ANALYSIS: Microsoft admits defeat and delays ‘one billion devices’ goal for Windows 10, but it shouldn’t be blaming its phone sales – it’s PCs that’s letting it down
Microsoft will not hit its self-imposed deadline of getting Windows 10 installed on one billion devices by 2018, the company has admitted.
In a statement to ZDNet, Windows marketing chief Yusef Medhi revealed that the target will be extended, mostly because of originally overestimated Windows Phone sales.
“Windows 10 is off to the hottest start in history with over 350 million monthly active devices, with record customer satisfaction and engagement,” he said.
“We’re pleased with our progress to date, but due to the focusing of our phone hardware business, it will take longer than FY18 for us to reach our goal of 1 billion monthly active devices.
Mehdi continues: “In the year ahead, we are excited about usage growth coming from commercial deployments and new devices – and increasing customer delight with Windows.”
There are two main thorns in the side of Microsoft here that are causing the target to be missed. Mehdi isn’t mentioning one of them.
Back in April 2015, when Windows 10 was initially released, Microsoft was already facing a dramatic decline in sales of its Lumia devices.
In Microsoft’s financial 2015, which ran from July 2014 to June 2015, Microsoft sold just shy of 37 million units, a 57 percent drop from the previous year. To compare, Microsoft has sold just 2.3 million units in the first quarter of 2016. But Windows 10 was launched in Microsoft’s third quarter of 2015, so the company knew full well that it shouldn’t account Windows Phone sales for much in its one billion devices predictions.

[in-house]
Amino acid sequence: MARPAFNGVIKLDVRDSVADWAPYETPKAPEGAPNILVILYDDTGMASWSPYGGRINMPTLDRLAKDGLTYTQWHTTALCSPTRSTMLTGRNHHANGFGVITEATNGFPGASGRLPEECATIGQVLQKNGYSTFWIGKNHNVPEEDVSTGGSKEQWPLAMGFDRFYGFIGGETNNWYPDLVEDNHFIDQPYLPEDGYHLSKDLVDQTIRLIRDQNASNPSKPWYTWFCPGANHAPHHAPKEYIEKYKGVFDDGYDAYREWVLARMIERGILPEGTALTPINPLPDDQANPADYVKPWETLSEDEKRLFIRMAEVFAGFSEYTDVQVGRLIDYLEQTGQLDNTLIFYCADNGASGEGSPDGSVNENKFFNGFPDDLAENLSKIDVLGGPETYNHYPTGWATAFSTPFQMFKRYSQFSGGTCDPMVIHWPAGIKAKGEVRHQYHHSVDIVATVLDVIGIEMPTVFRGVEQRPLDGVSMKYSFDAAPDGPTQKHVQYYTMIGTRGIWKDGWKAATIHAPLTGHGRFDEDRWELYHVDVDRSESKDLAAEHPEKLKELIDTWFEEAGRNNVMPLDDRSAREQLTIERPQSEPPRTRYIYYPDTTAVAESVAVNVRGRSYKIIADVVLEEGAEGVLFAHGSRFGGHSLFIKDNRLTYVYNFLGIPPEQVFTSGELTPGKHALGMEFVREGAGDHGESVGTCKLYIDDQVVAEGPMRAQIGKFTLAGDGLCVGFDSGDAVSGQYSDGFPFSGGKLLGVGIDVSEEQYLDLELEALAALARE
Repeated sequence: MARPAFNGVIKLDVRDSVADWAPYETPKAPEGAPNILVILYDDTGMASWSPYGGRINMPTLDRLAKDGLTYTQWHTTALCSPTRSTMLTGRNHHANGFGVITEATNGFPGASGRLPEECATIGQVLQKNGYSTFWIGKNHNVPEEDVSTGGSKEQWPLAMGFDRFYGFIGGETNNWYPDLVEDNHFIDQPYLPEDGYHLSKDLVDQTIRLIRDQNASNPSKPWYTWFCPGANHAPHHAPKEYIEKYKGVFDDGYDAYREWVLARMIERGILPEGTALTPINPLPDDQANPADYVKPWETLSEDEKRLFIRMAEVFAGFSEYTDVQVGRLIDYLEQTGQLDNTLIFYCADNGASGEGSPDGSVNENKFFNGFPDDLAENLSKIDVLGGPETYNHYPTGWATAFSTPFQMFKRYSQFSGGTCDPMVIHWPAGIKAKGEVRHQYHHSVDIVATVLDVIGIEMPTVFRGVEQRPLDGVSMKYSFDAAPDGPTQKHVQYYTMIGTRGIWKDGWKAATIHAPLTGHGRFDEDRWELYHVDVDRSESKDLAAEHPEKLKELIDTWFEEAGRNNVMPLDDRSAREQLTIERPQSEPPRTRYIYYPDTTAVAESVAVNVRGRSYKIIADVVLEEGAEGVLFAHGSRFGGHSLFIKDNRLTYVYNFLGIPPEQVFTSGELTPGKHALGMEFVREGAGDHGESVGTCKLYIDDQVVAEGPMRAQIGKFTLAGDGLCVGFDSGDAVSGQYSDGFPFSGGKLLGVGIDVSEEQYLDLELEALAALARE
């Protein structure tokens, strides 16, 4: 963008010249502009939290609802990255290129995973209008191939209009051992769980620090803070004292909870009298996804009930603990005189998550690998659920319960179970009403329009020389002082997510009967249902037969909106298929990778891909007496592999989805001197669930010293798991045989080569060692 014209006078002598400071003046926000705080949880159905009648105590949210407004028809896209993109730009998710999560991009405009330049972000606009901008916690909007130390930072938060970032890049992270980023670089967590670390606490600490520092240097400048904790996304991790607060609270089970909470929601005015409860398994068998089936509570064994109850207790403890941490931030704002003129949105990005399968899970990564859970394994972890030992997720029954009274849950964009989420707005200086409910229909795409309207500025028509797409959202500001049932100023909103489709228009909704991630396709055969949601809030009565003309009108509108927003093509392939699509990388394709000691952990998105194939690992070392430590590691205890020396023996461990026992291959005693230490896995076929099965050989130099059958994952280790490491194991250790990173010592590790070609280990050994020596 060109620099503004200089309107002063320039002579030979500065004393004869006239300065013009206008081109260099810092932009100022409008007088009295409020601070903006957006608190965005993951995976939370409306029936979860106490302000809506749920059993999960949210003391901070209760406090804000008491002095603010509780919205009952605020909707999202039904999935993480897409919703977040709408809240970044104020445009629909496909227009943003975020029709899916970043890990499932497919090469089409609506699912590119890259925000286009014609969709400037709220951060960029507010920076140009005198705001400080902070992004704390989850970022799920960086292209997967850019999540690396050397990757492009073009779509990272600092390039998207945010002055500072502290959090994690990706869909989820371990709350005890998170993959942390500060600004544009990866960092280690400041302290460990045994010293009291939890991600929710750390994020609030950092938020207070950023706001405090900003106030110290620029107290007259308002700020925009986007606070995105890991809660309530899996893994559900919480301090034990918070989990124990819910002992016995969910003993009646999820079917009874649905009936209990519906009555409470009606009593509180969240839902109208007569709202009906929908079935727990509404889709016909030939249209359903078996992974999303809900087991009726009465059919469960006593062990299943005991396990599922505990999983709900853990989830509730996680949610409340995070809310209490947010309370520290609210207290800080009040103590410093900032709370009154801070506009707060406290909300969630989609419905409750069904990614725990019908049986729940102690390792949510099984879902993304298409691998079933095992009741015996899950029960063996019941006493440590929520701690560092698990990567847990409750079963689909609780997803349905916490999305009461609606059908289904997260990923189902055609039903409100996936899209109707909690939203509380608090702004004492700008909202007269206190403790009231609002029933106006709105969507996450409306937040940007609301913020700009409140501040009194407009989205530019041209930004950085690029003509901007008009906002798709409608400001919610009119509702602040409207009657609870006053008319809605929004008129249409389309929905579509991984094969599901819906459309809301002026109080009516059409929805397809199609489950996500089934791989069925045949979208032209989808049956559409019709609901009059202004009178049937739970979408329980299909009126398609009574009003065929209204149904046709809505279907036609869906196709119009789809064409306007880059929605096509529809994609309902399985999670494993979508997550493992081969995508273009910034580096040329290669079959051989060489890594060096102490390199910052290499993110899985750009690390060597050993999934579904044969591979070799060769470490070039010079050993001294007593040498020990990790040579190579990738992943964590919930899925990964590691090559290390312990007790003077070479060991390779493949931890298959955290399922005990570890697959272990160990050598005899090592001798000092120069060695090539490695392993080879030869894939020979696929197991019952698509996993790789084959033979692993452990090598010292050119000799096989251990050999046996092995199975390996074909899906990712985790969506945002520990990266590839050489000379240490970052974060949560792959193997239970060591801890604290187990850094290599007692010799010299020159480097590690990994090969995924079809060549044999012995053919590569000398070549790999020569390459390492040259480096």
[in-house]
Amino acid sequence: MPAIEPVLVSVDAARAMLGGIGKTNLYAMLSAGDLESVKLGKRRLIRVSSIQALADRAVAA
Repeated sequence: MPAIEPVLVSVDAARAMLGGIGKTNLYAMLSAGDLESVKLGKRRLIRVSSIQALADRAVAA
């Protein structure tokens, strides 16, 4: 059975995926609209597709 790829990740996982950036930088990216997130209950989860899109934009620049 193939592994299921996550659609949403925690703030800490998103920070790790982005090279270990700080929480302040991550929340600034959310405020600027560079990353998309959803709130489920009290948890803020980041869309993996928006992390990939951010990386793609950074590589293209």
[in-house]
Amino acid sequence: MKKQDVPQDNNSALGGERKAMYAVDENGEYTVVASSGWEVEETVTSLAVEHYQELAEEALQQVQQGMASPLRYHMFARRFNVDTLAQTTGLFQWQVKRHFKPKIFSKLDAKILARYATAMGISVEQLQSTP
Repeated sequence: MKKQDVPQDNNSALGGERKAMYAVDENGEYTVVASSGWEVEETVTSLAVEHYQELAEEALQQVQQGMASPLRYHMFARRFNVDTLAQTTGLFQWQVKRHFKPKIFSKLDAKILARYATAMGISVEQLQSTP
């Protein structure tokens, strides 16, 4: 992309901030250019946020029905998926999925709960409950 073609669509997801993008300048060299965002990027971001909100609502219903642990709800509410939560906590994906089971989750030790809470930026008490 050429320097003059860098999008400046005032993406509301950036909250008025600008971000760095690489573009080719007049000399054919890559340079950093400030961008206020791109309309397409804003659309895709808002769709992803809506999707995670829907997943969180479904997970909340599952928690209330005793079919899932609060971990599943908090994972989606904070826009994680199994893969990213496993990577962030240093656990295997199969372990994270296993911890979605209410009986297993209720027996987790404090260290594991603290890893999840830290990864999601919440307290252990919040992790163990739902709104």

That leaves us with the elephant in the room – desktops.
As we speak, the desktop market is continuing on its unrecoverable decline. Worldwide PC shipments totaled 64.8 million units in the first quarter of 2016, a 9.6 percent decline from the first quarter of 2015, according to Gartner.
This was the sixth consecutive quarter of PC shipment declines, and the first time since 2007 that shipment volume fell below 65 million units.
Not good news. The first 12 months of Microsoft’s Windows 10 journey always relied upon the free upgrade for existing desktop and laptop users. This accounts for much of Microsoft’s much-applauded 350 million device install base.
But as the market goes down, and the deadline for a free Windows upgrade looms around the corner, Microsoft is going to have to shift to traditional business and consumer sales of new devices to boost its Windows 10 install base.
Even with generous estimates of 260 million desktops shipped annually until 2018, and Microsoft hits 400 million devices by the end of July, there’s still almost a shortfall of around 100 million devices.
Who cares? True, it’s just figures. After all, what difference is there between 900 million and one billion devices using Windows 10? It could be argued that some developers will be a bit peeved, since their apps and services may not hit as big of a market as Microsoft had promised, but really, the desktop and Lumia decline is full public knowledge so there shouldn’t be a surprise there.
Ultimately, the missed target is synonymous with a Microsoft making big promises and then repeatedly breaking those promises in turbulent times.
Of course, Windows 10 is a success, by all metrics. To repeat Mehdi, Windows 10 is one of the most successful operating systems of all time, hitting 350 million monthly active devices. With the anniversary update set for August, it will become an even more integral part of most desktop users’ experiences.
And Microsoft, of course, has its primary driver of growth in its cloud business, which now makes up around a third of the company’s revenues.